In this edition of the Montreal Canadiens News and Rumors recap, general manager (GM) Kent Hughes is definitely no longer on vacation as he slips into the weekend after making a big trade to help the Flames from Calgary with their ceiling situation. There’s also sad news about Carey Price’s future and disagreements between Hockey Hall of Fame (HHOF) member Serge Savard and former general manager Marc Bergevin.
Habs legend Savard still angry
HHOF defender and former Canadiens general manager Serge Savard shared some of his thoughts on the Marc Bergevin era. He did not hesitate to criticize the treatment reserved by Bergevin to the former Canadians.
“The Alumni had a hard time with Marc Bergevin. He didn’t want anyone near the (Canadian) locker room. Even when we went to the alumni lounge. We had to take a detour just to get there.
–Serge Savard (translated from French) (from ‘CH: Serge Savard criticizes the Marc Bergevin era’ Journal de Montréal, 08/16/22)
Things seem to be quite different now in this respect under Hughes. With the hiring of Chantal Machabee as Vice President of Communications, there is clearly a greater focus on alumni inclusion with the addition of Ambassadors and their inclusion in dissemination on social networks.
Canadiens add another center
In a deal that was essentially a salary cap by the Calgary Flames to make room for the addition of Nazem Kadri and his salary, Hughes added 27-year-old, 6-foot-2, 200-pound center Sean Monahan.
Monahan, a seven-time 20-goal scorer, is coming off his worst statistical season in the NHL, which saw him score just eight goals and 23 points in 65 games played. It could be a player nearing the end of a career or it could be related to playing despite the pain of a hip injury that led to season-ending surgery, leaving him in reserve for long-term injury (LTIR). The former sixth overall pick of the Flames in 2013, he has spent his entire career with the Flames and is only signed for one more season at a cap of $6.375 million.
Related: The Canadiens’ defensive improvements will rely on the goaltenders
The Canadian also added a conditional first-round pick for accepting his contract, but it’s complicated. It could be a first in one of the 2024, 2025, or 2026 seasons, and it’s also possible it could be Calgary’s pick or even a first-round pick of the Florida Panthers.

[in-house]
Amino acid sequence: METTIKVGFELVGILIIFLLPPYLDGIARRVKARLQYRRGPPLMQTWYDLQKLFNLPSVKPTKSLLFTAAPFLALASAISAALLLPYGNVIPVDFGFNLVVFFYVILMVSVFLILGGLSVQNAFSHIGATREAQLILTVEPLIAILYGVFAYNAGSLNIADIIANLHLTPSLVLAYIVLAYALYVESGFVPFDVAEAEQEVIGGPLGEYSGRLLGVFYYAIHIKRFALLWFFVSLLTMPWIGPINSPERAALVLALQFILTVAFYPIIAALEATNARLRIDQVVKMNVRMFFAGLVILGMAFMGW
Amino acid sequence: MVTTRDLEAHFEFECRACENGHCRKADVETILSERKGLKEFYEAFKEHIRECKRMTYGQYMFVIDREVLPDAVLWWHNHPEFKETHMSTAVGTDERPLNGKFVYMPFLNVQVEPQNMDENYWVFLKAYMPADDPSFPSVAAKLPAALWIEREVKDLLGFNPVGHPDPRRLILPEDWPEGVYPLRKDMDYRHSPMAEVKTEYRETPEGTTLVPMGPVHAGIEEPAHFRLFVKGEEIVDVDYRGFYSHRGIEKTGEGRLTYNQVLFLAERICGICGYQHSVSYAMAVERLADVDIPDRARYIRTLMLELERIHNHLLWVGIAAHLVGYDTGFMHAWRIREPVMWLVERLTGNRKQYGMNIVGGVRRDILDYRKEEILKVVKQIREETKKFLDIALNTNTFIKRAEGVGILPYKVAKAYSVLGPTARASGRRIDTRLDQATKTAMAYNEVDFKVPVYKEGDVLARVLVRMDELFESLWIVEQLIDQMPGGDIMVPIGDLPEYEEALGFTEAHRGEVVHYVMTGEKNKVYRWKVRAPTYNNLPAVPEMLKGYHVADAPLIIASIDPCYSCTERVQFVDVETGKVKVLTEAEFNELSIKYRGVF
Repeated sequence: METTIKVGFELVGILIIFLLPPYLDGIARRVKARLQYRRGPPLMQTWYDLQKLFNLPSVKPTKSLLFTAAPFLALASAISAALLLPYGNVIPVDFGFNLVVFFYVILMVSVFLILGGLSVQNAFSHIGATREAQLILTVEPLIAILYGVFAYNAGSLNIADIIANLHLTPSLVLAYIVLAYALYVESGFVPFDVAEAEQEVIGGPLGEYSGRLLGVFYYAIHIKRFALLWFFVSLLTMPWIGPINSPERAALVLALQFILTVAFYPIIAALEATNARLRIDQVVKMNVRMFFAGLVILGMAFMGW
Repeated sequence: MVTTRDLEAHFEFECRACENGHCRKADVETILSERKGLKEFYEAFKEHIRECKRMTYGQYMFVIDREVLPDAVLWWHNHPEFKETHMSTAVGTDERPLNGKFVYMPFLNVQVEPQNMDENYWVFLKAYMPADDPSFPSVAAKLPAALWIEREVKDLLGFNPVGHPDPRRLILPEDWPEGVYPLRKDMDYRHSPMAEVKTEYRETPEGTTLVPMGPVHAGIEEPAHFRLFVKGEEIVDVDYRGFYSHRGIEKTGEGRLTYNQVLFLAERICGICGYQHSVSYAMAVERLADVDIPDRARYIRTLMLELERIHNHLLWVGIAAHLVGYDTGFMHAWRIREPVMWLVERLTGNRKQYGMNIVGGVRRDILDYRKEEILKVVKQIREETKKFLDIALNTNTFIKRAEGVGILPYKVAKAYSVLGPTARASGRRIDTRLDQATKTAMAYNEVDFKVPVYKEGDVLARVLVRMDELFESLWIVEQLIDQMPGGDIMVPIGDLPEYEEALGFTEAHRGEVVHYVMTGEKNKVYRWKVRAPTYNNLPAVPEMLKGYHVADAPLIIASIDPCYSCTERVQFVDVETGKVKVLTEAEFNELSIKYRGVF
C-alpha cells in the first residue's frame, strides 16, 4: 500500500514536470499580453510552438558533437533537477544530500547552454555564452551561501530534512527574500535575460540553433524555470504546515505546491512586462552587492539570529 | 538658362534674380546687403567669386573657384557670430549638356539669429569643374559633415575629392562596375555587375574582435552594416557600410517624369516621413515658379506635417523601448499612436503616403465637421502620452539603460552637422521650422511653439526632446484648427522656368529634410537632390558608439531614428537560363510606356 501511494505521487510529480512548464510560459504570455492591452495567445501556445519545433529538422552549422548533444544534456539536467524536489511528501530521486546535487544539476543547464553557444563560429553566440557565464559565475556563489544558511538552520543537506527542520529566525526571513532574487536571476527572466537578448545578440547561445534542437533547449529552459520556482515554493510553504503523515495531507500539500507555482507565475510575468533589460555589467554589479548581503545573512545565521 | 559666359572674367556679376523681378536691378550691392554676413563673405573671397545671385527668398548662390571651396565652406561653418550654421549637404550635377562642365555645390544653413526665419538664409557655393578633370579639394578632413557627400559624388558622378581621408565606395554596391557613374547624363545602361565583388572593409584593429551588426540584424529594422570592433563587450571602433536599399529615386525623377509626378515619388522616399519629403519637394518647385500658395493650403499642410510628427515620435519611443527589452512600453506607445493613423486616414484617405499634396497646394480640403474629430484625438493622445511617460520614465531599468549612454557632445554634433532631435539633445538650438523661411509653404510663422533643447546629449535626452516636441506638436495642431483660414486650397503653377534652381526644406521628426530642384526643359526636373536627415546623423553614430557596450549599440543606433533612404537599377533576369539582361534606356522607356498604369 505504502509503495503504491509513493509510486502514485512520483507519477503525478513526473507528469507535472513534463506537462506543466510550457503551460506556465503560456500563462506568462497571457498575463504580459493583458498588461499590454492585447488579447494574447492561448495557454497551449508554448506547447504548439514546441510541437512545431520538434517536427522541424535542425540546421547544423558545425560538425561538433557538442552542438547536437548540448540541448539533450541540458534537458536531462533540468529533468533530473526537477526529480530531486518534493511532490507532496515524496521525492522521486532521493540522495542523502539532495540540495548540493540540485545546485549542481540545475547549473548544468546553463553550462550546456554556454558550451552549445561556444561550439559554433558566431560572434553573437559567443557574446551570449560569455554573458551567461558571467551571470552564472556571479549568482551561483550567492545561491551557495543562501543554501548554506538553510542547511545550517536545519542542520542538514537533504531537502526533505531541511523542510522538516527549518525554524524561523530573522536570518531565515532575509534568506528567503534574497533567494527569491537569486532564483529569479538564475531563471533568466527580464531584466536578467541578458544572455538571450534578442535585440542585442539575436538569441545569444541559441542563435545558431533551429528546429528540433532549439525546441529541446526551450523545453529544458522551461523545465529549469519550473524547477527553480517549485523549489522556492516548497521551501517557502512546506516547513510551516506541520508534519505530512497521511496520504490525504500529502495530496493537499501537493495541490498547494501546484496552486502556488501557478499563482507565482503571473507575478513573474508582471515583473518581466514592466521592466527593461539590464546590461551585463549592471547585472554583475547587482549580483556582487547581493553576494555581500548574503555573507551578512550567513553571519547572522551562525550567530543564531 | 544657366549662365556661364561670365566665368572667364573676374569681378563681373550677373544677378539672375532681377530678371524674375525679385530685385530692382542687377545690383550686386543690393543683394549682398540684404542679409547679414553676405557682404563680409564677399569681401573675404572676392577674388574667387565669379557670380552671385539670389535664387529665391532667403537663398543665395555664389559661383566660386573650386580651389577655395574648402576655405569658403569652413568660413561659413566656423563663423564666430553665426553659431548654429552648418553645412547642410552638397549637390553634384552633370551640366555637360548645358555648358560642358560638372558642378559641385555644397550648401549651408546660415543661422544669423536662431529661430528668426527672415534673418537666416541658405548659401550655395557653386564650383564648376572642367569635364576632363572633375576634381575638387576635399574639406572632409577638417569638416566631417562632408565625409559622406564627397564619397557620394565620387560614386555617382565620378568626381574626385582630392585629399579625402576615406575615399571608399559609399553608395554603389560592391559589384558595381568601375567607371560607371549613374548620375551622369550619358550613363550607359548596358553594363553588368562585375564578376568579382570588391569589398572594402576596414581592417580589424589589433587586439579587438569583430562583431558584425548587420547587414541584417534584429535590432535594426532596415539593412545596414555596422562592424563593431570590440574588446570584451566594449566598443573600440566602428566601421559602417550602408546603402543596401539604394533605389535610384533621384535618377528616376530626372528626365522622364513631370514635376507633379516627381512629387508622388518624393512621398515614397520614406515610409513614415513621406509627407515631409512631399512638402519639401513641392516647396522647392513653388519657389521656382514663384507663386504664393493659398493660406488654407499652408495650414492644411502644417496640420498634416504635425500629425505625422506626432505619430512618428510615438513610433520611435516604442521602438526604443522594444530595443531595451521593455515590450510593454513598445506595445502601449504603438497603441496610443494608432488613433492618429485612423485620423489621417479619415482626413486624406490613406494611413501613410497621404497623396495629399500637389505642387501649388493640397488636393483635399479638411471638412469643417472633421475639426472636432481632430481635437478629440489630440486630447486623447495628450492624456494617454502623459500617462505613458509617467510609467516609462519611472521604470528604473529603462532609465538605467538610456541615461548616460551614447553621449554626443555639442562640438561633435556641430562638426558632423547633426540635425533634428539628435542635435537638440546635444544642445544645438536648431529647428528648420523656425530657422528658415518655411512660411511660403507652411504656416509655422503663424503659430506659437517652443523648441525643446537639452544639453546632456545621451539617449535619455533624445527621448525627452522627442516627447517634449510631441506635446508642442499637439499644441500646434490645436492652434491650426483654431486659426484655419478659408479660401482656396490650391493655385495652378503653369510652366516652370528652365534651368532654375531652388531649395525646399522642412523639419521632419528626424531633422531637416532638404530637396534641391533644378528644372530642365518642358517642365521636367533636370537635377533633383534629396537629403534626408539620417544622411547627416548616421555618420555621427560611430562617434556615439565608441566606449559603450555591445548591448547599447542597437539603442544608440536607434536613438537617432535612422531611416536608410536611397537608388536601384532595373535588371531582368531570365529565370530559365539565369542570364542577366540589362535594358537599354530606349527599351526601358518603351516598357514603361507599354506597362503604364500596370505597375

With the addition of more than $6 million in salary, a Canadiens team that only had about $200,000 of cap space before the deal was done and the need to sign restricted free agents Kirby Dach and Cayden Primeau, Hughes had to do something to massage the cap. Unfortunately, the response also meant there was horrible news for Canadiens fans about Carey Price.
End of the era of Canadiens awards
Hughes met with the media Aug. 18 after the Monahan trade was finalized and confirmed that Price would go to LTIR and likely not play next season.
Hughes said the news on Price’s knee was disheartening and that he was unable to play this season, it provided the cap space that allowed for the Monahan acquisition. He later mentioned that it was also unlikely that Price would be able to play again without surgery, that rehabilitation alone probably wouldn’t be enough. He preferred to wait to talk about Price’s long-term future until a later date, when Price and his doctor would be available to the media.
From a purely salary point of view, his four-year contract in no way compromises the future of the Canadiens. Price can finish his contract on LTIR and Hughes can approach building his squad without worrying about his cap. It will only cost owner Geoff Molson money and no cap space, which isn’t a big deal considering the revenue streams he receives from the Canadiens organization and Molson Brewing.
The news about Price being what it is, it puts his actions in his final game against the Florida Panthers in a new light as a “goodbye and thanks” feel as opposed to a comeback. If this was the end, it is good that he received the affectionate sending that he made.
Looking back, given the severity of his injuries, Price’s efforts to fight back and get back on the ice last season most certainly exemplified the qualities of perseverance, sportsmanship and dedication to hockey. That’s why he received the 2022 Masterton Memorial Trophy. If this really is the end of an era, Habs fans should still have the opportunity to give him the ovation he deserves at the Bell Centre, if presented at the season opener.
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Blain is a regular contributor as a THW Editor. For more than 7 years, he has been a part-time journalist and podcaster covering the NHL, the Montreal Canadiens and its affiliates. He has made appearances on various television and radio stations as well as podcasts discussing the Canadiens and the NHL. Blain has taken the lessons of integrity, ethics, values and honesty he learned as a 28-year veteran of the Canadian Armed Forces and applied them to his work as a journalist to guide him in the information of its readers and its objective to be a person of confidence. source of information and entertainment.